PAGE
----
Problem of Workforce Ageing




By 2030, workers aged 55–64 are expected to make up 30% or more of the workforce in many European countries. Post-working age people in Poland are an increasing part of society - the share of people over 65 years old by 2030 will almost double and reach over 23% (GUS data). The retirement age is increasing in many EU Member States and many workers are likely to face longer working lives. Efforts must therefore be made to ensure safe and healthy conditions throughout working life.


The Europe 2020 strategy identifies demographic change as one of the major challenges that Europe faces. To address this, the European Union (EU) Strategic Framework on Health and Safety at Work 2014–2020 outlines measures to promote good practice and improve occupational safety and health (OSH) conditions for all workers.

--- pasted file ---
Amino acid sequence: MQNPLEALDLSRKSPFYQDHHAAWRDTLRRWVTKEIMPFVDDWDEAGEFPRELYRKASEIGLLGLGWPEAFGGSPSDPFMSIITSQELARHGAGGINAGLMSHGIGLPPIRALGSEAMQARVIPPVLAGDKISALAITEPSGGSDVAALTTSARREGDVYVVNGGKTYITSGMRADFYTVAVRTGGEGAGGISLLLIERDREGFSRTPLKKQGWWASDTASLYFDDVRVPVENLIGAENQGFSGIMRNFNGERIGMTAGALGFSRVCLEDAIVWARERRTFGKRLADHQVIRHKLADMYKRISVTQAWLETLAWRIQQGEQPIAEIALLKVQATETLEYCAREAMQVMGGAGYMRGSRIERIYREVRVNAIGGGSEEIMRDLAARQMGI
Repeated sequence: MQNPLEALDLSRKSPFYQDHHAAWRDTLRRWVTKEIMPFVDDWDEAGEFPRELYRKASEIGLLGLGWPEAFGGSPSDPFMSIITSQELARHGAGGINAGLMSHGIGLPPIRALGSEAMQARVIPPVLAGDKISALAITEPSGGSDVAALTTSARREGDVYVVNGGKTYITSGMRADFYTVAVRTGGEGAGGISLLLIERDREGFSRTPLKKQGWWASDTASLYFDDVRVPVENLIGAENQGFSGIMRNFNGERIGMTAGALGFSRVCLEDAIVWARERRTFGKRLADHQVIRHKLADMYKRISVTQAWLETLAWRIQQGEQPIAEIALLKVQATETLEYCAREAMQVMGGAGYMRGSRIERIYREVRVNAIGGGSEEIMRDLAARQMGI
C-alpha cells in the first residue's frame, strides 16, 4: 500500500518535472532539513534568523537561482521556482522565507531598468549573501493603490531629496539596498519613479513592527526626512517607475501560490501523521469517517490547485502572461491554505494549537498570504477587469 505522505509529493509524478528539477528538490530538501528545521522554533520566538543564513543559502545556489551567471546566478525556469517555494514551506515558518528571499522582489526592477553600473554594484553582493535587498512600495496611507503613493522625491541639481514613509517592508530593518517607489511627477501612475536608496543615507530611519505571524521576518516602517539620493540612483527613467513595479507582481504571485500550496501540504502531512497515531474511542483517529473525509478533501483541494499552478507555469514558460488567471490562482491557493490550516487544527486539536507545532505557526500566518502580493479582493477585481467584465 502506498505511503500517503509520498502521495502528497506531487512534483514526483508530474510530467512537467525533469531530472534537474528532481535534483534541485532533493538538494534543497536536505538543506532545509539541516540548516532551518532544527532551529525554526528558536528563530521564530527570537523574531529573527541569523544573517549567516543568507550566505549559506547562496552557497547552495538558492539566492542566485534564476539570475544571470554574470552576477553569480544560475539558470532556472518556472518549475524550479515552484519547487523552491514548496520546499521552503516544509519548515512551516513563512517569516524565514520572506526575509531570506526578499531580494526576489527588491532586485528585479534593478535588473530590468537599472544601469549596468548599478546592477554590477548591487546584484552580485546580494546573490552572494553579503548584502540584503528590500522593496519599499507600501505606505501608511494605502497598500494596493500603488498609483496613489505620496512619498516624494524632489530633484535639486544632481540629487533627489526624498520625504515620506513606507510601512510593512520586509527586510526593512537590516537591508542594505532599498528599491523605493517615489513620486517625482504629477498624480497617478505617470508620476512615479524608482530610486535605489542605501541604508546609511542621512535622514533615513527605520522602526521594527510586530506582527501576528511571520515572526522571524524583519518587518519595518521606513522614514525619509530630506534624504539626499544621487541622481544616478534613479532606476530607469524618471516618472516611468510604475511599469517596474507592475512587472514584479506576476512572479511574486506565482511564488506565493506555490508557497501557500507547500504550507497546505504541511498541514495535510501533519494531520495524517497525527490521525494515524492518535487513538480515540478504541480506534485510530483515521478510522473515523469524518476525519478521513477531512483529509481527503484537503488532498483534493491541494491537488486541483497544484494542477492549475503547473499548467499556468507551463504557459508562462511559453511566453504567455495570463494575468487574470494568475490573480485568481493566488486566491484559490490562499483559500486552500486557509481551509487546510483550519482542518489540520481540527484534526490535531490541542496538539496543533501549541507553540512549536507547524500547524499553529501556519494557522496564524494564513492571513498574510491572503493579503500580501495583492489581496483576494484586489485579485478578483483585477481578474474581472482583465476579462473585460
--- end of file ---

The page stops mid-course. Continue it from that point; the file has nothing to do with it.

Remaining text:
The ageing workforce presents various challenges for all those involved in managing OSH:

  • Longer working lives may result in longer exposure to risks.
  • There will be more workers with chronic health problems and specific needs.
  • Older workers might be more vulnerable to certain safety and health hazards.
  • The high rate of work-related health problems in certain sectors and jobs that involve a heavy physical and/or mental workload, manual work or atypical working hours must be taken into account.
  • Disability prevention, rehabilitation and return to work are of increased importance.
  • At the society level, age discrimination needs to be dealt with.


Significant benefits to workers and employers can be gained by tackling barriers to a sustainable working life. By following good occupational safety and health (OSH) management practices, the health of the entire working population, from those new to the job market to those nearing retirement, can be improved.


Campaign guide


Source:, CIOP-PIB